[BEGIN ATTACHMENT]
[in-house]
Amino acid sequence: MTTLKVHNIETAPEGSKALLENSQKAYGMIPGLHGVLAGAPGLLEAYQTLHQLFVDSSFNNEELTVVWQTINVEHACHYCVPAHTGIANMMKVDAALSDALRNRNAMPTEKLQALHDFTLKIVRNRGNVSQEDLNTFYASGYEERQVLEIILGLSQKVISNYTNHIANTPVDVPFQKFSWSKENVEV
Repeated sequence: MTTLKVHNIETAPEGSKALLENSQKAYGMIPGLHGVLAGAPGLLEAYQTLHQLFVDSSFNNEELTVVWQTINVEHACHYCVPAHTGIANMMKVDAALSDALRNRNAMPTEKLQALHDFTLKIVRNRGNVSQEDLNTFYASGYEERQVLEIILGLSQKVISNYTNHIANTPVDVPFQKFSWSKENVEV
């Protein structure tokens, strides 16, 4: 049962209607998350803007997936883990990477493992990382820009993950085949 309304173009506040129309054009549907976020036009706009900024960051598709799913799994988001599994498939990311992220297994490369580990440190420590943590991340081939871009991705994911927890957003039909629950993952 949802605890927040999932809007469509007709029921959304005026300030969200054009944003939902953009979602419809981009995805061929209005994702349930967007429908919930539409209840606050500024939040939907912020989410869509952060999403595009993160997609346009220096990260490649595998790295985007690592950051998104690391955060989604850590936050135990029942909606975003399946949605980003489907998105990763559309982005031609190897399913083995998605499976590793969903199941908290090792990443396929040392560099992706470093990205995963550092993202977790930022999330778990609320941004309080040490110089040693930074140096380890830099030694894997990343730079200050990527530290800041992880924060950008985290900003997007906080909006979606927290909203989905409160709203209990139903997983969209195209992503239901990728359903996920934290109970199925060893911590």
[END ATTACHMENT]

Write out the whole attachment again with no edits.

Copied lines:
[in-house]
Amino acid sequence: MTTLKVHNIETAPEGSKALLENSQKAYGMIPGLHGVLAGAPGLLEAYQTLHQLFVDSSFNNEELTVVWQTINVEHACHYCVPAHTGIANMMKVDAALSDALRNRNAMPTEKLQALHDFTLKIVRNRGNVSQEDLNTFYASGYEERQVLEIILGLSQKVISNYTNHIANTPVDVPFQKFSWSKENVEV
Repeated sequence: MTTLKVHNIETAPEGSKALLENSQKAYGMIPGLHGVLAGAPGLLEAYQTLHQLFVDSSFNNEELTVVWQTINVEHACHYCVPAHTGIANMMKVDAALSDALRNRNAMPTEKLQALHDFTLKIVRNRGNVSQEDLNTFYASGYEERQVLEIILGLSQKVISNYTNHIANTPVDVPFQKFSWSKENVEV
């Protein structure tokens, strides 16, 4: 049962209607998350803007997936883990990477493992990382820009993950085949 309304173009506040129309054009549907976020036009706009900024960051598709799913799994988001599994498939990311992220297994490369580990440190420590943590991340081939871009991705994911927890957003039909629950993952 949802605890927040999932809007469509007709029921959304005026300030969200054009944003939902953009979602419809981009995805061929209005994702349930967007429908919930539409209840606050500024939040939907912020989410869509952060999403595009993160997609346009220096990260490649595998790295985007690592950051998104690391955060989604850590936050135990029942909606975003399946949605980003489907998105990763559309982005031609190897399913083995998605499976590793969903199941908290090792990443396929040392560099992706470093990205995963550092993202977790930022999330778990609320941004309080040490110089040693930074140096380890830099030694894997990343730079200050990527530290800041992880924060950008985290900003997007906080909006979606927290909203989905409160709203209990139903997983969209195209992503239901990728359903996920934290109970199925060893911590």